Brander says: The internet is already a tool for thought, so we should make it better at it. The tools at our disposal to deal with this new voluminous information environment haven’t reached their potential yet. Learning to think together at planetary scale is a needed ingredient to address global issues. There are many interesting tools out there, but they’re all silos of SaaS. They’re silos because of same origin policy which prevents cross-site/host/domain/port sourcing of material. Subconscious is meant to solve that by providing a ‘protocol for thoughts’.

This leaves me with a range of questions.

  • Subconscious is meant to solve same origin policy. SOP however seems to be a client (i.e. browser) enforced thing, focused on (java)scripts, and otherwise e.g. ignores HTML. Apps are/can be viewers like browsers are viewers. So why isn’t the web suitable, with the app or a tweaked browser on top? Why a whole new ‘infrastructure’ over the internet? That sounds like it wants to solve a whole lot more than same origin to remove the bias towards silos. What are those additional things?
  • The intended target is to make the internet a better tool for thought. Such thoughts are text based it seems so what does Subsoncsious do in contrast to current text based thoughts shared that e.g. the web doesn’t?
  • Assuming Subconscious does what it intends, how do we get from a ‘low level infrastructure’ to the stated overarching aim of thinking together globally? I see texts, that may or not be expressed thoughts, being linked and shared like web resources, how do we get to ‘thinking together’ from there? The talk at Render paid tribute to that at the beginning but doesn’t show how it would be done (and the invocation of the Xanadu project at the start might well be meaningful in that sense), not even in any ‘and then the magic happens to get to the finish line’ fashion. Is the magic supposed to be emergent, like I and others assumed the web and social software would do 20-30 years ago? Is it enough to merely have a ‘protocol for thoughts’? What about non-infrastructure type decision and consensus building tools like Liquid Feedback or Audrey Tang’s quadratic voting in vTaiwan? Those are geared to action, and seem more immediately useful towards solving global issues, don’t they?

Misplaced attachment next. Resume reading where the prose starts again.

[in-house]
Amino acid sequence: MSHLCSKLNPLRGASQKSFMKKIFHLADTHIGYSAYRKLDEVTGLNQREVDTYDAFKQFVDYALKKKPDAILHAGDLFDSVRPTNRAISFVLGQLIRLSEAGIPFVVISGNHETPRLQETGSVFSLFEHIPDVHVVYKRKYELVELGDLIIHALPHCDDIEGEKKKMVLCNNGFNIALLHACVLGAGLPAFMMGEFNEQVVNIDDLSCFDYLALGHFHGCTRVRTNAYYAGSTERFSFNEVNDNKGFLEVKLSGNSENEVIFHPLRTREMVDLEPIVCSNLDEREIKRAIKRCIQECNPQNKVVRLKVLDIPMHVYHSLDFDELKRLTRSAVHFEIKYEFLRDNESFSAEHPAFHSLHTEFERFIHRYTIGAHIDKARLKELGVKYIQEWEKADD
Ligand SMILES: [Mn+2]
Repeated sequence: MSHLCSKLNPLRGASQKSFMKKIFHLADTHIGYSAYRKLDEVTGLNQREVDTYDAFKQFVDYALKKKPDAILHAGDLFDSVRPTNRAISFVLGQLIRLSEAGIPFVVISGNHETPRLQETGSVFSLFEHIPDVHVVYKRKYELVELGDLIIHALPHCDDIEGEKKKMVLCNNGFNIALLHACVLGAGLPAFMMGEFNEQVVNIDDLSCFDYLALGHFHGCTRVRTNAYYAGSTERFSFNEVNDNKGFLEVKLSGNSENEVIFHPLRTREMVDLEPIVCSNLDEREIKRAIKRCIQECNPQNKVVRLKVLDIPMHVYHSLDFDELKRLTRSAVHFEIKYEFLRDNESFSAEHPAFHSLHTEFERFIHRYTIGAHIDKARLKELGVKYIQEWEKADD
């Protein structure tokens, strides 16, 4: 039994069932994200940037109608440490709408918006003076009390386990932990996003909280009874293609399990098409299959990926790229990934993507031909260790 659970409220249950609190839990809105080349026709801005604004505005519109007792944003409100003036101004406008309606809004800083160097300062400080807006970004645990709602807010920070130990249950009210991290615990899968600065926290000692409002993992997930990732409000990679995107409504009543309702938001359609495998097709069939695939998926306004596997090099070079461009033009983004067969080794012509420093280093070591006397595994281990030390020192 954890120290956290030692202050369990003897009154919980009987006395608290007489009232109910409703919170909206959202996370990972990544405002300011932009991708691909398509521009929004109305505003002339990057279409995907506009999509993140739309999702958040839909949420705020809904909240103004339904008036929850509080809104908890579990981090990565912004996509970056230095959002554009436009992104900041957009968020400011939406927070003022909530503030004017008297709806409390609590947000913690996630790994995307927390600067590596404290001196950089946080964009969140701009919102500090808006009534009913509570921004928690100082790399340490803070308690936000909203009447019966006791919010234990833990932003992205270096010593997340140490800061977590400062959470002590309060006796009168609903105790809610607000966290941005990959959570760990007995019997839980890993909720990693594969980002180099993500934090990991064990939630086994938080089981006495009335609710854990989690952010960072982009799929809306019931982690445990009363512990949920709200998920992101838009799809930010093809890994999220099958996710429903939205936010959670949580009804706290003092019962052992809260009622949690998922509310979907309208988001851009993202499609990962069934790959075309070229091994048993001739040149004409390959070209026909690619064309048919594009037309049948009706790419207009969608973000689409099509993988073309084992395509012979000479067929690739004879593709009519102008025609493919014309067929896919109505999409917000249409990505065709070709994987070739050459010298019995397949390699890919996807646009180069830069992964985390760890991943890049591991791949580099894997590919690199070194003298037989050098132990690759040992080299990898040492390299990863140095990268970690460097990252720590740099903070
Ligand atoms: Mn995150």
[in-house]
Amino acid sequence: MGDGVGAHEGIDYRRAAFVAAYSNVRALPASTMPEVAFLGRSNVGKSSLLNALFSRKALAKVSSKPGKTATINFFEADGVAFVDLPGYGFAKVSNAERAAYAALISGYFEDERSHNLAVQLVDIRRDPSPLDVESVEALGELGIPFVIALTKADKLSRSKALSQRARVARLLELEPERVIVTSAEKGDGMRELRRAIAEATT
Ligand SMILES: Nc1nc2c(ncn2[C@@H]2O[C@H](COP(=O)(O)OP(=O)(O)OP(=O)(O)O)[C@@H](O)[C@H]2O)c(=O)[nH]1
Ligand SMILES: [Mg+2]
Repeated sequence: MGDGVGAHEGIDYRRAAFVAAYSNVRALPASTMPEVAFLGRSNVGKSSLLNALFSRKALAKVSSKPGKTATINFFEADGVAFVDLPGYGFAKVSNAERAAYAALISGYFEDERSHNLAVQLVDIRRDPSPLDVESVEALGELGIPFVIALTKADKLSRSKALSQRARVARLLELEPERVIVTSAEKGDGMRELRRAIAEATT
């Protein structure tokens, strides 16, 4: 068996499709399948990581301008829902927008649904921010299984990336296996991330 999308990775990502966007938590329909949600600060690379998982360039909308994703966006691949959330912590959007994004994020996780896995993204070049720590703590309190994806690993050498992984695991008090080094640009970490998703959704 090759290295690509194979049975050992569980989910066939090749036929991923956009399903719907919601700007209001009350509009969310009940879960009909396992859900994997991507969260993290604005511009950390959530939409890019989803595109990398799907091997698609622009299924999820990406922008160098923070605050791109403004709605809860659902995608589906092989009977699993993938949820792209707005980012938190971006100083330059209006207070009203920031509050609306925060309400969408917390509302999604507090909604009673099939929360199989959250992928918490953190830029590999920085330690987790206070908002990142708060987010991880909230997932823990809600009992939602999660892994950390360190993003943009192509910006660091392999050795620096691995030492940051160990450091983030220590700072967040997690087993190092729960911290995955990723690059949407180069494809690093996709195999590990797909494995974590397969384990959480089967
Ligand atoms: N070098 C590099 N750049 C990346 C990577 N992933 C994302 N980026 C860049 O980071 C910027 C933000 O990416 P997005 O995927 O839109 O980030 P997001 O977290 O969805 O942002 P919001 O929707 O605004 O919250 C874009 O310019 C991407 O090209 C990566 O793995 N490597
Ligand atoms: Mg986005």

I’ll be hanging out in the Discord server, you can too (invite link), and going through Gordon Brander’s earlier postings, to see if I can better understand what this is about.